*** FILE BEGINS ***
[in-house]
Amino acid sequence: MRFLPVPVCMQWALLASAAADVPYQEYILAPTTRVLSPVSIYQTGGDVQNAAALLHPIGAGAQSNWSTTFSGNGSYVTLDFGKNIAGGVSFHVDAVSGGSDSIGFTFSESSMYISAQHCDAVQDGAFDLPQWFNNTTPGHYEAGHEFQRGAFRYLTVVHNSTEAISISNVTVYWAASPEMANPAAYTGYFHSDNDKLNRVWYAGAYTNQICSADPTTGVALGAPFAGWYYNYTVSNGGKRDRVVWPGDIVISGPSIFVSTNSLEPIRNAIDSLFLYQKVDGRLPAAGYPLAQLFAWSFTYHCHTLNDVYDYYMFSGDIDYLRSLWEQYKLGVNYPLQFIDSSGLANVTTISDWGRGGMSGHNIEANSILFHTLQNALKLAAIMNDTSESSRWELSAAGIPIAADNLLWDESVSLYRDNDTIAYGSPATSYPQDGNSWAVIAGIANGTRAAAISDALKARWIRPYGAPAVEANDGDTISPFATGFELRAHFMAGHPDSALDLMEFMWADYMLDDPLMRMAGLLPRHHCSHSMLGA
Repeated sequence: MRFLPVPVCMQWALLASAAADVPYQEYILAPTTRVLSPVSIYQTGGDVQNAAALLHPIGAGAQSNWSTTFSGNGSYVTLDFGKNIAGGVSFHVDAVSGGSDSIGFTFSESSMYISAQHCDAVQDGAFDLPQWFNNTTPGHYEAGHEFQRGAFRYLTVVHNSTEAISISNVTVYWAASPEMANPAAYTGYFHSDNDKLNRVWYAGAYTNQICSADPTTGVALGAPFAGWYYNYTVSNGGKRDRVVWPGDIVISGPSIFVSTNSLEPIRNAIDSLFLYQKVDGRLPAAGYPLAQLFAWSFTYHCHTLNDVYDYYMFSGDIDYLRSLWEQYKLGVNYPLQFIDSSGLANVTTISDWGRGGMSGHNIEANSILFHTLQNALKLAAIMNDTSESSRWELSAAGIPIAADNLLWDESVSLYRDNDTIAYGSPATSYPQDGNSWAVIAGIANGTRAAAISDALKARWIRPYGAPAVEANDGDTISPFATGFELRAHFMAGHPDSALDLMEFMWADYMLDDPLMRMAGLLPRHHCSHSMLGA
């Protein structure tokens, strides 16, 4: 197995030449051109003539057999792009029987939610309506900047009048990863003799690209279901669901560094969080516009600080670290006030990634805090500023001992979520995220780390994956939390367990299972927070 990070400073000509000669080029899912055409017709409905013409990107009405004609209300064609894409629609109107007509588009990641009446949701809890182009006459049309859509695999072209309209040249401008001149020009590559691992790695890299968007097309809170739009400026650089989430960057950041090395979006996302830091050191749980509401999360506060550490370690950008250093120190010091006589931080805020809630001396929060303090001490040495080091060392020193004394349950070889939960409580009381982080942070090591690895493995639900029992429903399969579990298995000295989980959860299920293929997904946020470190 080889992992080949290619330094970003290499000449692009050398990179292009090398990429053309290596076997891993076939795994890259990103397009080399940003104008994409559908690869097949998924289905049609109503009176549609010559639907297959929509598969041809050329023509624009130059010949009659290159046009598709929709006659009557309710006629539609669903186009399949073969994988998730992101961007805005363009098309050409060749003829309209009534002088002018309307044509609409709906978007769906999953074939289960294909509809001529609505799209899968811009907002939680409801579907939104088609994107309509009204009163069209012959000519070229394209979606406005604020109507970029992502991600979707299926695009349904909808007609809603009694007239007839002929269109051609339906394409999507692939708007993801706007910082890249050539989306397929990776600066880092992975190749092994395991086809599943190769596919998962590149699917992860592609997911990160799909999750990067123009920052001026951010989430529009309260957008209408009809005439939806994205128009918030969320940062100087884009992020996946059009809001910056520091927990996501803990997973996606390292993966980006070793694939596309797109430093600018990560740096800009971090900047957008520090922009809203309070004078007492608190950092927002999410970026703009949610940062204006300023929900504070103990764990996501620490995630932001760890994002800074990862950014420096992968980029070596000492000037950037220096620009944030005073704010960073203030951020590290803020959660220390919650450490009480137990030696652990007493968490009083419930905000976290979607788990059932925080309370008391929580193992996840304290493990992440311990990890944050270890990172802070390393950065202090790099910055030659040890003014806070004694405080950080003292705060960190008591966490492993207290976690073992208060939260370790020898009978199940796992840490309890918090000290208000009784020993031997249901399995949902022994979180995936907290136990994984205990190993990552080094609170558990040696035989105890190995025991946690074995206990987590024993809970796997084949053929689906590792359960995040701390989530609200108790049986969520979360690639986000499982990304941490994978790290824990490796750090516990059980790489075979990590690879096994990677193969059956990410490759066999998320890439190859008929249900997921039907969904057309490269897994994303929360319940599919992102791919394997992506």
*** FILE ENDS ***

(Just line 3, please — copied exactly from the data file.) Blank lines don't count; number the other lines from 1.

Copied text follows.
Repeated sequence: MRFLPVPVCMQWALLASAAADVPYQEYILAPTTRVLSPVSIYQTGGDVQNAAALLHPIGAGAQSNWSTTFSGNGSYVTLDFGKNIAGGVSFHVDAVSGGSDSIGFTFSESSMYISAQHCDAVQDGAFDLPQWFNNTTPGHYEAGHEFQRGAFRYLTVVHNSTEAISISNVTVYWAASPEMANPAAYTGYFHSDNDKLNRVWYAGAYTNQICSADPTTGVALGAPFAGWYYNYTVSNGGKRDRVVWPGDIVISGPSIFVSTNSLEPIRNAIDSLFLYQKVDGRLPAAGYPLAQLFAWSFTYHCHTLNDVYDYYMFSGDIDYLRSLWEQYKLGVNYPLQFIDSSGLANVTTISDWGRGGMSGHNIEANSILFHTLQNALKLAAIMNDTSESSRWELSAAGIPIAADNLLWDESVSLYRDNDTIAYGSPATSYPQDGNSWAVIAGIANGTRAAAISDALKARWIRPYGAPAVEANDGDTISPFATGFELRAHFMAGHPDSALDLMEFMWADYMLDDPLMRMAGLLPRHHCSHSMLGA